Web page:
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Training for research and technology organisations

Published on June 1st 2018

Bespoke training on technology and innovation management, strategy and policy

The client

The international RTO Performance Benchmarking Working Group is a forum at which Research and Technology Organisation (RTO) professionals from around the world gather to share insights and experiences.

In 2017 the Working Group was hosted by the Council for Scientific and Industrial Research (CSIR). Participants included 55 RTO professionals and policy practitioners from the Australia’s Commonwealth Scientific and Industrial Research Organisation (CSIRO), Canada’s National Research Council (NRC), the Danish Technological Institute (DTI), and Germany’s Fraunhofer Society. They were joined by participants from local South African institutions such as the South African Agricultural Research Council, the South African Medical Research Council, the South African Technology Innovation Agency.

What are RTOs?

Research and Technology Organisations (RTOs) provide R&D, technology and innovation services to other organisations. By bridging the spectrum of activities between research and technology commercialisation they help firms solve problems they would be unable to tackle on their own and cross the so called ‘valley of death’ to bring new products and services to market.

While RTOs might have similar goals, they may be very different from one another in their focus and approach. These differences reflect particular national and regional priorities, the different challenges faced by key sectors or technologies and specific socio-economic conditions such as skills shortages.

The challenge

New technologies have the potential to transform whole value chains and the sources of competitive advantage. In this changing context, there is growing interest in the role of RTOs, how they can best foster innovation, and whether they need to develop new innovation functions and technical competencies to do so.

The IfM approach and expertise

The IfM has significant research expertise in these areas combined with a successful track record in delivering training and facilitation through its dissemination arm, IfM Education and Consultancy Services (IfM ECS), and its Policy Links unit. The IfM’s Centre for Science, Technology & Innovation Policy (CSTI) carries out applied research into translating publicly-funded R&D (in particular science and engineering research) into new technologies, industries and economic wealth. In addition, the Centre for Technology Management (CTM) researches how organisations can develop effective strategies and systems for turning R&D into successful products, processes and services. It is also one of the world’s leading centres for the study and application of roadmapping and other tools and techniques for technology and innovation management.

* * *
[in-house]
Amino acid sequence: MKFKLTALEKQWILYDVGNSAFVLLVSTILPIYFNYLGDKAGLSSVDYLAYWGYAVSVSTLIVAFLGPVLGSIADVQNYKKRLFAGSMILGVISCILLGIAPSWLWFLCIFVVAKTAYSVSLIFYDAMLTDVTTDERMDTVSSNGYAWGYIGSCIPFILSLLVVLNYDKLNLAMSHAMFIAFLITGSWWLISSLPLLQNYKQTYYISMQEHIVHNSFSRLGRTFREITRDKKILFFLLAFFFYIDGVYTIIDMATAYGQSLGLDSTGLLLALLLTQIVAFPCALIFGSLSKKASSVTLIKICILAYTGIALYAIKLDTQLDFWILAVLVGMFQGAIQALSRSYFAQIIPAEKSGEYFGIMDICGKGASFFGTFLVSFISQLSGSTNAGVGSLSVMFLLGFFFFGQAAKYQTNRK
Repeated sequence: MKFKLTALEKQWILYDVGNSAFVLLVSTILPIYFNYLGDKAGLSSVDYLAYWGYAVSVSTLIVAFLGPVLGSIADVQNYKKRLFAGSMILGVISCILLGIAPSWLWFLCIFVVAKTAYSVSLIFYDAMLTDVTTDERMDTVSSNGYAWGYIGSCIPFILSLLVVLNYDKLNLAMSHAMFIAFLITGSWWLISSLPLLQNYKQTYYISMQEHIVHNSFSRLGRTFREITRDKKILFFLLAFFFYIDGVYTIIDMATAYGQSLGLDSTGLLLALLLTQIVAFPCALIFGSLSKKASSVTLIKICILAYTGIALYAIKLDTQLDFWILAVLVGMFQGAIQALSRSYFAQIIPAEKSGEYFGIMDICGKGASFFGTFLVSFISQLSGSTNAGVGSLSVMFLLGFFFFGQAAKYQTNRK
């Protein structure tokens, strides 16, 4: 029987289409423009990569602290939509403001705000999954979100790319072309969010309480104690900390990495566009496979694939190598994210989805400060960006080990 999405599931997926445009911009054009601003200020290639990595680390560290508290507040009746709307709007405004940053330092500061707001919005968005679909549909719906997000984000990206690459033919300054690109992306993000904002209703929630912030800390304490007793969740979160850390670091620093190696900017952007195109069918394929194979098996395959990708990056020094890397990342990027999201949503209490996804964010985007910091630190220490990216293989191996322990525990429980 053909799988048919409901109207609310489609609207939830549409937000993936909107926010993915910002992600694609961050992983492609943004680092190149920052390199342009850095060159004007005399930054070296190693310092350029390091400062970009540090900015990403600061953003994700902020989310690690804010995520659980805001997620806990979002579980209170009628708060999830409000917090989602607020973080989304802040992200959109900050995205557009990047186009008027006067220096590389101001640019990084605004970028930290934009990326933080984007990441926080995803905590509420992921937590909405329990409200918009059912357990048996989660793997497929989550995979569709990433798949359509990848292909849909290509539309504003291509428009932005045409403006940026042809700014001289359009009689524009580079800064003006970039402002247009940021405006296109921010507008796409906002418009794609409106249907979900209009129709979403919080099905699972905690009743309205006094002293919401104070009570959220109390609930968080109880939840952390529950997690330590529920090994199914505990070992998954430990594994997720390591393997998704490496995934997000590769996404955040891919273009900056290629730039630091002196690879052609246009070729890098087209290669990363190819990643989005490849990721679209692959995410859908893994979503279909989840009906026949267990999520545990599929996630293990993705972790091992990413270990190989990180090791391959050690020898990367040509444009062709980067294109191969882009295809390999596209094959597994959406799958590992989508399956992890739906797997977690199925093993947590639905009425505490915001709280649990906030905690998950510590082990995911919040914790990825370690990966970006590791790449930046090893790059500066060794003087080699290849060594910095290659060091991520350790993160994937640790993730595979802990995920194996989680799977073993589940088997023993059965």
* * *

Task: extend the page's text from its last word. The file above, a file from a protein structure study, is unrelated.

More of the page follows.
Delivering the training

Policy Links, based within IfM ECS, worked with participant organisations to develop a three-day programme which brought together IfM expertise to:

  • Provide an overview of key concepts, frameworks and tools in technology and innovation management that can help support the work of RTOs
  • Introduce the latest international trends and policy developments in science, technology & innovation policy, with an emphasis on the role and functions of RTOs
  • Reflect on practical challenges for effective technology and innovation management and discuss best practices for overcoming them.

The programme consisted of presentations from the Cambridge team, practical exercises and facilitated sharing of experience and perspectives among the participants. It covered:

The role and function of RTOs

In the context of global trends and recent developments in science, technology and innovation policy, the programme explored the role and activities of RTOs. Topics included:

  • What is driving change in today’s innovation systems and how is that affecting the work of RTOs?
  • How do RTOs differ from one another in their missions and how is that reflected in the way they measure their success?
  • How do RTOs identify all possible sources of value capture (not just new product development) and where they can provide support?
  • What are the different types of technology focus RTOs can adopt and what innovation function and services can they provide – with some examples from around the world.
Technology and innovation management tools and techniques

Participants were also given an overview of the key concepts, frameworks and tools in technology and innovation management that can help support the work of RTOs.

These included roadmapping; scenarios, technology evaluation and portfolio methods. As a group, they shared their experience of using different tools and methods, the challenges they face and best practices for overcoming them.

“Comments from senior staff that attended the three day training workshop were extremely positive and a number described the documentation and examples used and shared as pivotal for their strategic planning going forward in the organisation as well as their careers.” — Elma Scheepers, Institutional Planning Monitoring & Evaluation, CSIR Pretoria

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